Various research in recent years has highlighted the fact that people generally have too many passwords to remember. Also, longer and more complex passwords, which are more like random strings of text, are recommended but make remembering them even harder. Password analysis shows that the majority of passwords range from 7 to 10 characters in length, and the processing power of modern computers makes brute force attacking these passwords relatively easy. When you rely on a password to secure the management of your server, this can be quite a risk. SSH Keys are the solution to long, difficult passwords.
Beefing Up Security: SSH Keys
You could increase security by making your passwords longer and more complex. However, SSH has another solution up its sleeve: SSH keys. Keys come in pairs, one private and one public. The public key can be freely shared anywhere, whilst the private key needs to be kept safe and secure. For a properly produced algorithm, it is impossible for the private key to be reverse engineered from the public key. These two keys are essentially long strings of characters that are mathematically related in such a way that a message encrypted using the private key can only be decrypted using a public key. Similarly, a message encrypted using the public key can only be decrypted using the private key.
When working with keys with SSH, you keep the private key safe and secure on your local computer. The private key is uploaded to the server you want to connect to. Keys are used for identity authentication, and the same key pair can be used on multiple servers if you wish. Due to the length of the character strings in a private key, it is practically impossible for a computer to brute force attack a server using keys.
When connecting to a server, the server will check the authorized_keys file for the user that is connecting and will send a message to the connecting client that is encrypted using the authorized public keys. If the client has the matching private key then it will be able to successfully decrypt the message and respond to the server. This authenticates the identity of the connecting user.
Installing SSH Keys
If you are using Linux or Apple Mac OSX you can easily generate an SSH key and install it on a remote server with a few commands. First, we’ll generate the key. To do this on a desktop, open a terminal window and use the following command:
ssh-keygen -t rsa
You will be prompted to set a passphrase for your key. The passphrase is used to prevent the use of the private key by an unauthorized individual. This can be left blank and your connection to the server will be just as secure as if you do set one. If someone gets hold of your private key and you have a blank passphrase, then they can use your key to connect to servers where you use it without any problem. If you do have a passphrase set then they need to brute force that before they can use the private key. So, if you find your private keys have been compromised, the passphrase will buy you time to change the keys you use with your server before the stolen private keys can be used against you.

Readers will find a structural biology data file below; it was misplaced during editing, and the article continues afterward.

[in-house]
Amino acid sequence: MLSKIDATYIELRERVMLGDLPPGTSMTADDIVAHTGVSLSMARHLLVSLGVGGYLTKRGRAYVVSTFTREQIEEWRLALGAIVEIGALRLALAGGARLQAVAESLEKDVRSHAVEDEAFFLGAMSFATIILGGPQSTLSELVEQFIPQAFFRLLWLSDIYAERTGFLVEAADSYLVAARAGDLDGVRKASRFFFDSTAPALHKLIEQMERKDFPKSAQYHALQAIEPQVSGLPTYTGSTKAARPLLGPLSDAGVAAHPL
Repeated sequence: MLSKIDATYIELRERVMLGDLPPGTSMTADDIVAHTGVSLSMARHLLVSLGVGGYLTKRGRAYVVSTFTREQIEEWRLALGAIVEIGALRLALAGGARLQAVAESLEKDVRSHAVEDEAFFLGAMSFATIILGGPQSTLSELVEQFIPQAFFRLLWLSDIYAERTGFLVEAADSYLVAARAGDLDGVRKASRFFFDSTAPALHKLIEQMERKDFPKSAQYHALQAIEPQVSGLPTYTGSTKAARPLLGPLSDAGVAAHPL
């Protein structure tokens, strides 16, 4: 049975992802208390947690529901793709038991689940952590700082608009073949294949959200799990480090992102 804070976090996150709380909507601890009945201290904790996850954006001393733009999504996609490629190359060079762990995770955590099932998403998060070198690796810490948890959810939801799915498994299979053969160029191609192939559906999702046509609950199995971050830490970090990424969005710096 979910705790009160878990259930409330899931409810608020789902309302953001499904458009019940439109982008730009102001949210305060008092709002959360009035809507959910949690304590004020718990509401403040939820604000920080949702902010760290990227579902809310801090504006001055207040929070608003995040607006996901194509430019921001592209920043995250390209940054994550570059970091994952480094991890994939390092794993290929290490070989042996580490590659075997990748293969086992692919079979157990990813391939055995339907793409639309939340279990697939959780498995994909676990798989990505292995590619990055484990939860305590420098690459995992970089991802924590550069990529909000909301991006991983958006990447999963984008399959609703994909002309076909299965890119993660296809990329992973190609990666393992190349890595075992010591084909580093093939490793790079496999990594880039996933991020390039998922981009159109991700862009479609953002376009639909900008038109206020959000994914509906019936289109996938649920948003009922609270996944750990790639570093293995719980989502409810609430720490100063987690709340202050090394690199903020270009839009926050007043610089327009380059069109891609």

Once you have set your passphrase the key will be generated, normally as id_rsa for the private key and id_rsa.pub for the public key. The next step is to copy the public key to the target server. Linux users can do this easily with:
In this case swap “user” for the username you use on the server and “server.example.com” for the domain name or IP address of the server you are connecting to. The default public key will be copied over.
For Mac OSX users it’s not so simple, but you can achieve the same with this one-liner:
cat ~/.ssh/id_rsa.pub | ssh email@example.com “mkdir -p ~/.ssh && cat >> ~/.ssh/authorized_keys”
As before, change “user” for your username and “server.example.com” for the domain name or IP address of your server. It will take the contents of your public key file and pipe it to the ssh command which will create a .ssh directory for your user, and then add the contents of your public key to the authorized_keys file.
We aren’t quite finished yet, though. Next time, we’ll look at how to increase the security at the server’s end by preventing passwords being used to log in. We’ll also look at how Windows users can use keys with PuTTY to connect to servers.
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